Perineal Wound Issues

The perineum is the area of skin and muscle between the vaginal opening and the anus (back passage).

Download our Wound Care Leaflet for more information about looking after your perineal wound until it has healed.

Complications with the perineum during delivery

  • Perineal tear: during birth the perineum stretches and this makes the tissues thinner which can sometimes cause this area to tear. The extent of this tear can vary.
  • Episiotomy: an episiotomy is a cut in the perineum made by your midwife or doctor during delivery. This helps to widen the vaginal opening, allowing more space for your baby to be delivered. The episiotomy will be sutured and these stitches usually dissolve with 10 – 15 days.

Complications with your perineal wound

Most perineal wounds heal well.  It is important however to be aware of possible complications and the resultant signs and symptoms to look out for in order to highlight them to your midwife as soon as possible.

Haematoma

A haematoma is a blood clot which can form underneath the wound. This can impede the healing of the wound so it is important that it is identified early. These symptoms are usually more apparent in the early stages.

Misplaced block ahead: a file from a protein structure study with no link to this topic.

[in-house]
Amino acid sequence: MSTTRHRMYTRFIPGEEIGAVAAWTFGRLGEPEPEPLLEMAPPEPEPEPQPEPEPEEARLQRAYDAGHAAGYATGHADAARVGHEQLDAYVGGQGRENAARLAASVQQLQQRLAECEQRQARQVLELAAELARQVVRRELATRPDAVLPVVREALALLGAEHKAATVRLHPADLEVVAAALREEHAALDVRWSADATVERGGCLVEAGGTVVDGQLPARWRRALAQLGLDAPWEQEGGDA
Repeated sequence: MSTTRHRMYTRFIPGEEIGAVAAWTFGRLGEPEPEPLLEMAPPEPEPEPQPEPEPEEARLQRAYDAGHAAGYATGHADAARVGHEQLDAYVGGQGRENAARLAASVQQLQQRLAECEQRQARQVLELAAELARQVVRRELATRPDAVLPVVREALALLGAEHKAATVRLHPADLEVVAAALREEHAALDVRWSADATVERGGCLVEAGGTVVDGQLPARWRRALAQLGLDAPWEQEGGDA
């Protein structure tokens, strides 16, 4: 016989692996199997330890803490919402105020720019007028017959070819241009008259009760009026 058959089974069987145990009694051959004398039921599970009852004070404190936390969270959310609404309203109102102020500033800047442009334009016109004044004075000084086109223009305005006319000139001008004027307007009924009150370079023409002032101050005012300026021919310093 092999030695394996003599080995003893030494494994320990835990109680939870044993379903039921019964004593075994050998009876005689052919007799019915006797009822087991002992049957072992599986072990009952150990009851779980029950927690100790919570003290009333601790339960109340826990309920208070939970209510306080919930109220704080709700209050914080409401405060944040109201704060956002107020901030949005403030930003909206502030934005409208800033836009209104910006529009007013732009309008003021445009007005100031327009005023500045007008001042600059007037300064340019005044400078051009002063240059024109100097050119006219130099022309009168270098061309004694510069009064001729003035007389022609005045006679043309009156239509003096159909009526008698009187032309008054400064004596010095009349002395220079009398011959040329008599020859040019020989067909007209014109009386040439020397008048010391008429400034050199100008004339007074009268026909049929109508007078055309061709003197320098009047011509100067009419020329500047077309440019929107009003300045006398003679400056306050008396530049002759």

Signs & symptoms of a haematoma

  • Intense pain
  • Inability to sit directly onto the wound
  • Feeling like you are sat on a ball
  • Difficulty walking

Wound Infection

There is a higher chance of infection in perineal wounds due to their location.
An infection usually becomes obvious at around 3 – 5 days.

Signs & symptoms of infection

  • Feeling generally unwell (flu-like / feverish)
  • Increasing pain
  • Offensive odour
  • Yellow discharge / pus coming from the wound
  • Difficulty walking

If you have any of these symptoms please speak to your midwife as soon as possible, as the wound will need to be examined and you may need to start a course of antibiotics.

If the stitches come undone and the wound opens up do not panic – they will rarely re-suture the wound and it usually heals well.

Physiotherapy Treatment

Your Midwife or GP may refer you to Physiotherapy if you have developed a haematoma or if the perineal wound has broken down (become infected or opened up).  You will be contacted by telephone usually within 48 hours in order to arrange an assessment appointment.

Possible treatment options include Omega Laser  (for wound breakdown) and Pulsed Shortwave (for haematoma). Both treatments are relatively quick and will not cause you any pain or discomfort.

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